He said that he was not convinced that Salieri poisoned Mozart, as was rumored at the time. “But Salieri, after all, did try to commit suicide in 1823,” Mr. Shaffer noted, “and he did claim that he had murdered Mozart. Whether he did or not, the subject was still constantly on his mind after 32 years, still haunting him. He must have had enormous guilt feelings about something.”

Peter Levin Shaffer was born in Liverpool on May 15, 1926, and grew up in London. His twin brother, Anthony Shaffer, would also become a playwright, known principally for the long-running, Tony-winning murder mystery “Sleuth.” Together they wrote several mysteries under the nom de plume Peter Anthony.

With their parents, who were Orthodox Jews, the boys moved frequently during World War II before being drafted for national service as coal miners. Mr. Shaffer later studied history at Trinity College at Cambridge, where he graduated in 1950. He lived briefly in New York before returning to London, launching his career in theater.

His first play, “The Salt Land,” about the formation of the state of Israel, aired on the BBC in 1954. His first major success came in 1958 with the premiere of “Five Finger Exercise,” a family drama originally directed by John Gielgud. It was later taken to Broadway, where it starred Jessica Tandy as an upper-crust wife, Roland Culver as her wealthy but lower-brow husband, Brian Bedford as their tormented son and Michael Bryant as the German tutor who becomes the interlocutor of their family woes.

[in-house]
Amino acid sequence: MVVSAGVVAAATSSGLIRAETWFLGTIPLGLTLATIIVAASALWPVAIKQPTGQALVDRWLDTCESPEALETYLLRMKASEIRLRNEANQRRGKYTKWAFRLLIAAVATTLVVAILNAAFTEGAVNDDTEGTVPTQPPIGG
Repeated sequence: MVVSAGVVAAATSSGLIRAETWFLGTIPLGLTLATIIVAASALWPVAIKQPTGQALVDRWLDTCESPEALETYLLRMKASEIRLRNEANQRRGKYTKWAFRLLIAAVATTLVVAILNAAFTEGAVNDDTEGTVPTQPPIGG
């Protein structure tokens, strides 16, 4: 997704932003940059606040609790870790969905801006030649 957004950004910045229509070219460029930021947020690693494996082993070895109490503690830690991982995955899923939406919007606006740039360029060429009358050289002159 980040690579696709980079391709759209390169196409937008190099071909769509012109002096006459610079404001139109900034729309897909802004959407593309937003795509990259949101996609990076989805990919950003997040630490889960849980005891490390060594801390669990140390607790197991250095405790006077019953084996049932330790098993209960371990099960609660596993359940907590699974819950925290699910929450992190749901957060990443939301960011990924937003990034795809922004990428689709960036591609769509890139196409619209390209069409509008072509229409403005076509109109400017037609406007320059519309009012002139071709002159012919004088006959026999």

“As an exercise in the art of expression, ‘Five Finger Exercise’ is superb,” theater critic Brooks Atkinson wrote in the Times. It is “not so much written,” he observed, “as lived.”

A 1962 film version starred Rosalind Russell, Jack Hawkins, Maximilian Schell and Richard Beymer.

Mr. Shaffer’s other early works included a pair of one-act comedies, “The Private Ear” and “The Public Eye.” The first centered on a shy man who, to his regret, calls upon a more self-assured friend to help him impress a date. The second followed an accountant and the private eye he engaged to trail his wife in search of evidence of infidelity.

Both starred the actress Maggie Smith, who later appeared in Mr. Shaffer’s play “Black Comedy,” a 1960s farce in which actors feigned groping about in the dark, and “Lettice and Lovage,” which premiered in London in 1987 and on Broadway in 1990 with Smith in a Tony-winning performance as a peculiar tour guide in a British home.

She was only one of the top-flight actors who brought Mr. Shaffer’s works to life. Another was Christopher Plummer, who appeared in “The Royal Hunt of the Sun” (1964) as Francisco Pizarro, the Spanish conquistador who defeated the Inca Empire. Plummer also appeared in the 1969 film version, but as the Incan Atahualpa, with Robert Shaw as Pizarro.

Mr. Shaffer was knighted in 2001, the year his twin brother died. Survivors include a brother, Brian. Mr. Shaffer’s works have proved enduringly relevant. In the late 2000s, a London and Broadway revival of “Equus” started Daniel Radcliffe, best known as the title character of the “Harry Potter” film franchise. Earlier, a revival of “Amadeus” featured David Suchet as Salieri and Michael Sheen as Mozart.

Throughout his life, and on his death, some observers of Mr. Shaffer’s works wondered whether the rivalries and pairings that ran throughout them — Mozart and Salieri, Strang and Dysart, Pizarro and the Incan emperor — belied a competition, latent or otherwise, between the twin Shaffer playwright brothers.

Peter Schaffer demurred, insisting that they were, simply, “enactments of my own internal tension.”